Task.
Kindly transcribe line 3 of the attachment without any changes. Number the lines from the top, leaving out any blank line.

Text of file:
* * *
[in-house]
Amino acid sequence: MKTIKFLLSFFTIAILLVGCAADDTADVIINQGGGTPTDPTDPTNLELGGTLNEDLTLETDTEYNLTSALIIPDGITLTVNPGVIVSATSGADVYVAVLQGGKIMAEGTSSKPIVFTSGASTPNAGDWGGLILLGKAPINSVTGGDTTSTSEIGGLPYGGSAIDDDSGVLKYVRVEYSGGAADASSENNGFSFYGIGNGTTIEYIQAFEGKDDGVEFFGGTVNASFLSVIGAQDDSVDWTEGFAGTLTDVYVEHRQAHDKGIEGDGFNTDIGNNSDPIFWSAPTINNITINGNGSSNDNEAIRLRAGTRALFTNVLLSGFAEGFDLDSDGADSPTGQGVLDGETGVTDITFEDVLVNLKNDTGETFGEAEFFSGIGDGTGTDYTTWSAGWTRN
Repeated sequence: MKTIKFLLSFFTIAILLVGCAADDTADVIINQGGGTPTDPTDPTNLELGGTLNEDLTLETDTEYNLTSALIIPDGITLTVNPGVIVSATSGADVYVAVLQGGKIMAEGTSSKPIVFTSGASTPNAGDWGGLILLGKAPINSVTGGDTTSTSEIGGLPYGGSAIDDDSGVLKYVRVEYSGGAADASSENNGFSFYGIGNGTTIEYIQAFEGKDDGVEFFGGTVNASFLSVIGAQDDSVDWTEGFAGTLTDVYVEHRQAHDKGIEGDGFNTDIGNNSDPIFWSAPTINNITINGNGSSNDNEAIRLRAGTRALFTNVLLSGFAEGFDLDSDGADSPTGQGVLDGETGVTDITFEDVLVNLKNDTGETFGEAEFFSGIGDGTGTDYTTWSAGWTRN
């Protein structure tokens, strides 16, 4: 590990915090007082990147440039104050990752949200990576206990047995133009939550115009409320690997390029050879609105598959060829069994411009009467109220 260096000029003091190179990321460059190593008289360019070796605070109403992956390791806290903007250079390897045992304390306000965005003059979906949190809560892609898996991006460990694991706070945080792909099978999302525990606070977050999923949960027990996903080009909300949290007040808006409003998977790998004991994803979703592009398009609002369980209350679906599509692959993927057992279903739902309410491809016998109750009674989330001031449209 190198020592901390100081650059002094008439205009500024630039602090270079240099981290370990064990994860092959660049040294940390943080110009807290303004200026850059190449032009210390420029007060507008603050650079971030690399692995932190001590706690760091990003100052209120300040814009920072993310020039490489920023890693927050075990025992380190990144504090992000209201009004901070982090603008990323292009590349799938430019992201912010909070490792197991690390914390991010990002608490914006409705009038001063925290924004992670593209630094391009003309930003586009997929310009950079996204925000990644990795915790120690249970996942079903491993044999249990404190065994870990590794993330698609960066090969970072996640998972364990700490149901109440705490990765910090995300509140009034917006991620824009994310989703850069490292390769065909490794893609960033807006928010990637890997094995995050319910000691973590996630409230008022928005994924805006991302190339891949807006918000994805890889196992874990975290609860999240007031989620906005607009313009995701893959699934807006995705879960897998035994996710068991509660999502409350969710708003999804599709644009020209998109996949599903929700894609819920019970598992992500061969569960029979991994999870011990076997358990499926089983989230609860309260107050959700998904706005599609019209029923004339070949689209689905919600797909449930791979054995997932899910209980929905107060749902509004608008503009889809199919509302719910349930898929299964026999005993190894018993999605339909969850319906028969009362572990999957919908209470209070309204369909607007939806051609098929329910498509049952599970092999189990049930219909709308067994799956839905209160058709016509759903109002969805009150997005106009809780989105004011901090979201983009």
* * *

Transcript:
Repeated sequence: MKTIKFLLSFFTIAILLVGCAADDTADVIINQGGGTPTDPTDPTNLELGGTLNEDLTLETDTEYNLTSALIIPDGITLTVNPGVIVSATSGADVYVAVLQGGKIMAEGTSSKPIVFTSGASTPNAGDWGGLILLGKAPINSVTGGDTTSTSEIGGLPYGGSAIDDDSGVLKYVRVEYSGGAADASSENNGFSFYGIGNGTTIEYIQAFEGKDDGVEFFGGTVNASFLSVIGAQDDSVDWTEGFAGTLTDVYVEHRQAHDKGIEGDGFNTDIGNNSDPIFWSAPTINNITINGNGSSNDNEAIRLRAGTRALFTNVLLSGFAEGFDLDSDGADSPTGQGVLDGETGVTDITFEDVLVNLKNDTGETFGEAEFFSGIGDGTGTDYTTWSAGWTRN